Emphasising that any talks with the Taliban, following the setting up of a political office in Qatar, would be process led by the Afghan people, Kerry said that the US would be briefing Indian authorities about the process.

Thanking India for its support in Afghanistan, Kerry said that were in touch with Afghan President Hamid Karzai.

“This is an Afghan-led process,” Kerry said.

Noting that there were certain conditions to be met, like the Taliban severing ties from terror groups like the al-Qaeda, he said,” If these conditions are met, then negotiations will take place with the high peace council of Afghanistan.”

“It is better to explore the possibility of having a peaceful resolution if it is possible,” he said.

John Kerry and Salman Khurshid. AFP

John Kerry and Salman Khurshid. AFP

He said he hoped that talks with the Taliban would provide “an avenue for the reduction of violence,” but in the event that it did not, the US was prepared to continue to train and equip Afghan armed forces well beyond 2014.

The US secretary of state, who is on his maiden visit to the country, said he is certain that India will encourage President Karzai to ensure all provisions are made for free, fair and transparent elections in Afghanistan.

“The people of Afghanistan need to see and feel that the elections are free and fair,” he said, adding that India needed to help it.

The US also expects India to convince the new leadership in Iran to prove to the world that its nuclear programme was indeed for peaceful purposes as claimed.

Kerry said that the US understood India’s relationship with Iran and hoped that India will urge the new leadership there not to “miscalculate” the US’ intention.

“We urge Iran to prove to the world that their peaceful nuclear programme is indeed peaceful. We hope India will help us, ” Kerry said.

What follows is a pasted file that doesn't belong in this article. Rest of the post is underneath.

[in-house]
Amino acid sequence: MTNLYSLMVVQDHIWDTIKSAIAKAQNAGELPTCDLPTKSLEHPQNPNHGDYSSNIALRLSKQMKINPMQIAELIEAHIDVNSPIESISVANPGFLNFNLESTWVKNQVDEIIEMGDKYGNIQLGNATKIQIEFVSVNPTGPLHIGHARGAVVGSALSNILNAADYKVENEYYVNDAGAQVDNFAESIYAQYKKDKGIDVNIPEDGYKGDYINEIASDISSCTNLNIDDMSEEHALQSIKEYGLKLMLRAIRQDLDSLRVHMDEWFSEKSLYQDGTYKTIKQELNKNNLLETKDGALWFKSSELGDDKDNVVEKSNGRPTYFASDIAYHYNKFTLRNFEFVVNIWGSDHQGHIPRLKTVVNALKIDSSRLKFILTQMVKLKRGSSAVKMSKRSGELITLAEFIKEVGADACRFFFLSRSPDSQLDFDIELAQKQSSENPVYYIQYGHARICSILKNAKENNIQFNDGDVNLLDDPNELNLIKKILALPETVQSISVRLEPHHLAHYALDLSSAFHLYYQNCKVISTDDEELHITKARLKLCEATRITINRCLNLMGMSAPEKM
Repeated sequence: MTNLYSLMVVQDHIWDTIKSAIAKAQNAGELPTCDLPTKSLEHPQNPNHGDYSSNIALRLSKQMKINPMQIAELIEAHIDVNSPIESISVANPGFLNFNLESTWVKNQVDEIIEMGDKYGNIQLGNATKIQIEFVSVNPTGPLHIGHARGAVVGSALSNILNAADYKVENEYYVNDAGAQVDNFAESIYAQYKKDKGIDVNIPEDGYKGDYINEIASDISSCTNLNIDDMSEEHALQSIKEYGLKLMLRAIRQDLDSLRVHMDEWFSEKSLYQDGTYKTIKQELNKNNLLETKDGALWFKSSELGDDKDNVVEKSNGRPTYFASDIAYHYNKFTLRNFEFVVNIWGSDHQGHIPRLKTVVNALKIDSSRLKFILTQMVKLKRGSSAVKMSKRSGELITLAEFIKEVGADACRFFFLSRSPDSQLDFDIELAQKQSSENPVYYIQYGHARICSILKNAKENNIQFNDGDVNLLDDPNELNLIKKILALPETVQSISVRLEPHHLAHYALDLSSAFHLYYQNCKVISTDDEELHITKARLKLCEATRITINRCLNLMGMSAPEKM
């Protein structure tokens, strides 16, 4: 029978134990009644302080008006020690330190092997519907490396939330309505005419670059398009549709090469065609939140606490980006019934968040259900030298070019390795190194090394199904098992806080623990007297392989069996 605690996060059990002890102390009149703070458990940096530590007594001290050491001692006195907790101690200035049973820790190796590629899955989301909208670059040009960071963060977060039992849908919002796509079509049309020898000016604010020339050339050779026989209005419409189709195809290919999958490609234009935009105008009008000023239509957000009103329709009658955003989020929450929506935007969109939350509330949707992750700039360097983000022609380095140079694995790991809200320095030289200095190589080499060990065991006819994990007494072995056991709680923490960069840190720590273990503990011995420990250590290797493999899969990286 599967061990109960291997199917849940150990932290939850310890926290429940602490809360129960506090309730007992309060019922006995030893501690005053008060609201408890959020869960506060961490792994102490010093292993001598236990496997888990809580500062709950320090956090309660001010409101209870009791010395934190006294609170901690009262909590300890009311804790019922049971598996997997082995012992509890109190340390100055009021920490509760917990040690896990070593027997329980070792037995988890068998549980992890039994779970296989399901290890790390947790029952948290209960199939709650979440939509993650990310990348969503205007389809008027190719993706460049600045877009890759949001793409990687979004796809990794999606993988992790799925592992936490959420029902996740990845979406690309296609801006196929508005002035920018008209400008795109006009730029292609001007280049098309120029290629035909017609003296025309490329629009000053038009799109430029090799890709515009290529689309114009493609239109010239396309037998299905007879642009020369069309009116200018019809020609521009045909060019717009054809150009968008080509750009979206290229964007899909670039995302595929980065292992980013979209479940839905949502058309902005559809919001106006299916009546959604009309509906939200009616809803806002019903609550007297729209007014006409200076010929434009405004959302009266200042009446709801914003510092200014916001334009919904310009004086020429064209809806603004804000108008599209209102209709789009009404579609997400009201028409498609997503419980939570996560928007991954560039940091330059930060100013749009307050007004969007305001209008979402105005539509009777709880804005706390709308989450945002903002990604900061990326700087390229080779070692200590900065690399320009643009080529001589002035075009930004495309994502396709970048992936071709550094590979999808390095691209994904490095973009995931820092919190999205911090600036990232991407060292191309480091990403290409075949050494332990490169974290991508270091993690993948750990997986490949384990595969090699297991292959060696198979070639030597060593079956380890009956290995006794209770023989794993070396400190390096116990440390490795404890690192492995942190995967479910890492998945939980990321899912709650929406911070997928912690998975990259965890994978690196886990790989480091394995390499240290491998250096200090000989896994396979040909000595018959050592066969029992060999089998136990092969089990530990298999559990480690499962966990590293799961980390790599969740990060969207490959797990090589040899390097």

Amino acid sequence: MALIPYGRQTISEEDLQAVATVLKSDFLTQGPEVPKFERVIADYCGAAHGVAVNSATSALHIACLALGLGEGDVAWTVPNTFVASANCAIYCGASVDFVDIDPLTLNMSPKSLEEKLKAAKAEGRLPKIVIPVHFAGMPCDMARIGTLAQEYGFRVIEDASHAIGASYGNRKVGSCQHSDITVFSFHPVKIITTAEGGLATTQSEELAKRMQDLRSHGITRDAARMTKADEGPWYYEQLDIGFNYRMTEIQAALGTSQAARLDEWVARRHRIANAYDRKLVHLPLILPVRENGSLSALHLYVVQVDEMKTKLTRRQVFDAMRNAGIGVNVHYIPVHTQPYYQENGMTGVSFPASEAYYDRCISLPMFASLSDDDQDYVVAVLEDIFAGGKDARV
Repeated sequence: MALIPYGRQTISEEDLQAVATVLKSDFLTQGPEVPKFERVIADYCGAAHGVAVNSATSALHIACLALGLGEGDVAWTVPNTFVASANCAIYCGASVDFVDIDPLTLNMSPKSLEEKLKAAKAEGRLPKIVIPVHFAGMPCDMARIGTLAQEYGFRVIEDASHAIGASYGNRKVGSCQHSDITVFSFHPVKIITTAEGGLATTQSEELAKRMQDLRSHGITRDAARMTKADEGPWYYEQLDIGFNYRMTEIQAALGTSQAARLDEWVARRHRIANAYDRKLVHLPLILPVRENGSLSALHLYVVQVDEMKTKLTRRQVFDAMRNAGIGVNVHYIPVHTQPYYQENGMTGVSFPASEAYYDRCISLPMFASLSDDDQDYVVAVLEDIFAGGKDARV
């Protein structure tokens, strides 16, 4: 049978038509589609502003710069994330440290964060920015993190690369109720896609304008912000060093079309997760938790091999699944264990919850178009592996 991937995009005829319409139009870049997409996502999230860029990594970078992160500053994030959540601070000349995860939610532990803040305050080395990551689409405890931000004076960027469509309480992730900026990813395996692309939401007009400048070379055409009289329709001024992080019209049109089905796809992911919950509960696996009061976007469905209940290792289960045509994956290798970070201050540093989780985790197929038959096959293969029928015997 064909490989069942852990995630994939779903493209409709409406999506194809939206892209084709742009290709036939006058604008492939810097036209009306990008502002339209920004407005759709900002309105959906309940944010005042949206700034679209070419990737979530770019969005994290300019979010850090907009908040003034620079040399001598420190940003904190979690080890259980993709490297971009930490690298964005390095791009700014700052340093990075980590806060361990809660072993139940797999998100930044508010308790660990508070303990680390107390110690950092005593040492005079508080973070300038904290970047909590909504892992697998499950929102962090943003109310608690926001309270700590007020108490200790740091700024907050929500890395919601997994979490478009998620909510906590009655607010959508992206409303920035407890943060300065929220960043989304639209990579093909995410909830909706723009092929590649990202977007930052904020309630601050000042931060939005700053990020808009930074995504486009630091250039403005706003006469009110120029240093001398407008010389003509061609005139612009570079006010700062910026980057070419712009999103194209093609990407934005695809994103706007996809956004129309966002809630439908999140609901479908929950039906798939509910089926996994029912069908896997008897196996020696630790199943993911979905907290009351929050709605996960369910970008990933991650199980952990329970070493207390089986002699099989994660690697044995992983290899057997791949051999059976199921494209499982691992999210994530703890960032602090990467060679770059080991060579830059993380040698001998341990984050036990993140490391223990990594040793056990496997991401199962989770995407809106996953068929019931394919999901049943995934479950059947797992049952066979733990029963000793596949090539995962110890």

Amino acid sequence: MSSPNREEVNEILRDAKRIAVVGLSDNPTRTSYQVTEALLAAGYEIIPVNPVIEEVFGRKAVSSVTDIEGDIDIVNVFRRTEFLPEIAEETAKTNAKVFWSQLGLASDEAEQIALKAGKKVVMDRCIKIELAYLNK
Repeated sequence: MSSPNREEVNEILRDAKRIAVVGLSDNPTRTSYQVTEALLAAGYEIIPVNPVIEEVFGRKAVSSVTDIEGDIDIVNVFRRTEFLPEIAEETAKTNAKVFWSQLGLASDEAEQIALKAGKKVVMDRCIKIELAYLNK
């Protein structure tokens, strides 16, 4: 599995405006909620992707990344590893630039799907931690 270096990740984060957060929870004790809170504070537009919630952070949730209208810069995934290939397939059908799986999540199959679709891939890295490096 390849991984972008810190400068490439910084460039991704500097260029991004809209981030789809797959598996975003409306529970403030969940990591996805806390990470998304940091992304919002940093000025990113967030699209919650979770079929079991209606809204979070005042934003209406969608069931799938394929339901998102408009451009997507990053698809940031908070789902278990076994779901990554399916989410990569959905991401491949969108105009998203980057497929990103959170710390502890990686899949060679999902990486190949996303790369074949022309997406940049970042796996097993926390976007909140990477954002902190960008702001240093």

He also said the US is looking forward to the early implementation of civil nuclear deal with India.

The two ministers said that they have had substantial discussions on tackling terrorism, joint ventures in space co-operation, defence, development, education, agriculture and health.

Minister of External Affairs Salman Khurshid said that he and US Secretary of John Kerry have struck a right note during the bilateral talks.

“We have so far done a lot of good work to keep the India-US relationship growing and on a personal note Kerry and I seem to have struck a right note,” Khurshid said.

He said that the two countries have exchanged 112 senior officials in high level visits with the US and both the countries will continue to build on the good work done so far.

Kerry reiterating Khurshid’s opinion on having struck the right note and said Vice President Joe Biden will visit India towards the end of July to strengthen ties between the two nations.

Won’t overlook India’s concern over talks with Taliban: US

http://www.rediff.com/news/report/wont-overlook-indias-concern-over-talks-with-taliban-us/20130624.htm

The United States on Monday assured India that its concerns over Taliban insurgents gaining legitimacy without severing their terror links will neither be “overlooked or undermined” during the talks with the Islamic fundamentalist group.

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This emerged after the 4th round of Indo-US strategic dialogue in New Delhi that was co-chaired by External Affairs Minister Salman Khurshid and his American counterpart John Kerry and covered key strategic issues of security, defence, nuclear cooperation and trade ties.

Khurshid, at a joint presser with Kerry, said, “This (proposed talks with Taliban) is an experiment that is being done in order to find an alternative for sustainable peace in Afghanistan. One cannot disagree with the issues or dimensions or aspects, which are of concern to us. I must say with gratitude that the secretary of state himself earmarked that and said that as they proceed, they will ensure that none of the concerns of India are overlooked or undermined.

“That is a good way of working closely together. It is very clear what the objective is and how far that objective is possible, only time will tell. But with caution and care being approached as an objective, I think it is something that nobody will have a problem with.”

Khurshid was asked if he raised India’s concerns over the proposed talks with the Taliban in view of the impending withdrawal of US troops from war-torn Afghanistan.

On his part, Kerry made it very clear that the talks with the Taliban will only be negotiated under “certain conditions. “Thus far, those conditions have not yet been met. So, there are no negotiations at this point. If the conditions are met, then there will be negotiations that will take place. Not with the US but with the high peace council of Afghanistan.”

He also said the requirements included that the constitution of Afghanistan must be respected, that they (Taliban) do not affiliate or associate themselves, in fact disassociate themselves, from the Al Qaeda, violence and that the rights of women, minorities will be respected.